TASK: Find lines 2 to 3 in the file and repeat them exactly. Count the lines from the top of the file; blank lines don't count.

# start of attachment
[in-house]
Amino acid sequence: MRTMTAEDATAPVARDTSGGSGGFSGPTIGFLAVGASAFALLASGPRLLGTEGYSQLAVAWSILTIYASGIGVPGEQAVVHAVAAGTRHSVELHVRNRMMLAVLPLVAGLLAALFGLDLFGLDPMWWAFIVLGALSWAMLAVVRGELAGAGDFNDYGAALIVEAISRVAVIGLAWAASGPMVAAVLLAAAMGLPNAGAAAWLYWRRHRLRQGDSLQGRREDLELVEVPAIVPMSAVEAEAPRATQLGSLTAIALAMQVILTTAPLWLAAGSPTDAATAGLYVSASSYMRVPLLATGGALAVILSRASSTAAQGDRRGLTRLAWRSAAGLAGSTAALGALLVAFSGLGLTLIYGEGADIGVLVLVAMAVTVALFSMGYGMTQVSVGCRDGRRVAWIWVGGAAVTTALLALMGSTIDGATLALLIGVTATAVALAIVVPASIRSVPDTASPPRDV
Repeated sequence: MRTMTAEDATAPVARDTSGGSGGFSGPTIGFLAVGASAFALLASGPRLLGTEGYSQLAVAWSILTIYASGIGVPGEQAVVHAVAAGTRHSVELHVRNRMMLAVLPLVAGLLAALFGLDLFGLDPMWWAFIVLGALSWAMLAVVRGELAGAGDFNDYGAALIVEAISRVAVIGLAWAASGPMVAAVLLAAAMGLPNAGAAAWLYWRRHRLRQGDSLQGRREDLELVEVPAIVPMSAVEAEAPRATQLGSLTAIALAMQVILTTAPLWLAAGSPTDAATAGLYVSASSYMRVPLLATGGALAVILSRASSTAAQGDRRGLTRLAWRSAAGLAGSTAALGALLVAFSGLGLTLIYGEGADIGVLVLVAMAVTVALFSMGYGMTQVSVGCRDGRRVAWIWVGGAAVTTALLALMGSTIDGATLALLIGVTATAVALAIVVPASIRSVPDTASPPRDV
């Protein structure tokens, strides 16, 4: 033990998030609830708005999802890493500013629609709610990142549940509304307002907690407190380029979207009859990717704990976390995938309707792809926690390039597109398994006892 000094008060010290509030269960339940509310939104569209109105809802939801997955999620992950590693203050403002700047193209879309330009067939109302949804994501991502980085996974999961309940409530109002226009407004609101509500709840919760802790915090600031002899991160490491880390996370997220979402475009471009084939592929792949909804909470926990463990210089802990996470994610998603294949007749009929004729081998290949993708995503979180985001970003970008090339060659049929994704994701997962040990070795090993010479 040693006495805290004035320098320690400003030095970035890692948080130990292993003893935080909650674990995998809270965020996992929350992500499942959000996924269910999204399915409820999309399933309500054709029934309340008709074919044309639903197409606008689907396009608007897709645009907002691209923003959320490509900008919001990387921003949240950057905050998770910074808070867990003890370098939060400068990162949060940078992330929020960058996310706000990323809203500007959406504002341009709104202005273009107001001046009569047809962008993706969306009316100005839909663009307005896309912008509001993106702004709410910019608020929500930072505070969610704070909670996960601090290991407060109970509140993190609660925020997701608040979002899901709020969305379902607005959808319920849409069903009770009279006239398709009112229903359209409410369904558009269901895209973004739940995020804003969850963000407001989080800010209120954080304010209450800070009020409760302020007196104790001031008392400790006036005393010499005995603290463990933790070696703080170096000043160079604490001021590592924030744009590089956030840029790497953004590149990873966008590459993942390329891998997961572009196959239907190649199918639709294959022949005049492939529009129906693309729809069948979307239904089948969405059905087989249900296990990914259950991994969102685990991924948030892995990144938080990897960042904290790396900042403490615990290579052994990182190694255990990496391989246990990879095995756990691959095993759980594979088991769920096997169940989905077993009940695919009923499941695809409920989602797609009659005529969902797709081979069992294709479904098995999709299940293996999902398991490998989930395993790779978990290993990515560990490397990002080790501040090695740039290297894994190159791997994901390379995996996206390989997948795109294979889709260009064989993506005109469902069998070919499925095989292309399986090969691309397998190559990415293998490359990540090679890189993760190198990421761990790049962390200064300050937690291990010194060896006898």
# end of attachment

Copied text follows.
Amino acid sequence: MRTMTAEDATAPVARDTSGGSGGFSGPTIGFLAVGASAFALLASGPRLLGTEGYSQLAVAWSILTIYASGIGVPGEQAVVHAVAAGTRHSVELHVRNRMMLAVLPLVAGLLAALFGLDLFGLDPMWWAFIVLGALSWAMLAVVRGELAGAGDFNDYGAALIVEAISRVAVIGLAWAASGPMVAAVLLAAAMGLPNAGAAAWLYWRRHRLRQGDSLQGRREDLELVEVPAIVPMSAVEAEAPRATQLGSLTAIALAMQVILTTAPLWLAAGSPTDAATAGLYVSASSYMRVPLLATGGALAVILSRASSTAAQGDRRGLTRLAWRSAAGLAGSTAALGALLVAFSGLGLTLIYGEGADIGVLVLVAMAVTVALFSMGYGMTQVSVGCRDGRRVAWIWVGGAAVTTALLALMGSTIDGATLALLIGVTATAVALAIVVPASIRSVPDTASPPRDV
Repeated sequence: MRTMTAEDATAPVARDTSGGSGGFSGPTIGFLAVGASAFALLASGPRLLGTEGYSQLAVAWSILTIYASGIGVPGEQAVVHAVAAGTRHSVELHVRNRMMLAVLPLVAGLLAALFGLDLFGLDPMWWAFIVLGALSWAMLAVVRGELAGAGDFNDYGAALIVEAISRVAVIGLAWAASGPMVAAVLLAAAMGLPNAGAAAWLYWRRHRLRQGDSLQGRREDLELVEVPAIVPMSAVEAEAPRATQLGSLTAIALAMQVILTTAPLWLAAGSPTDAATAGLYVSASSYMRVPLLATGGALAVILSRASSTAAQGDRRGLTRLAWRSAAGLAGSTAALGALLVAFSGLGLTLIYGEGADIGVLVLVAMAVTVALFSMGYGMTQVSVGCRDGRRVAWIWVGGAAVTTALLALMGSTIDGATLALLIGVTATAVALAIVVPASIRSVPDTASPPRDV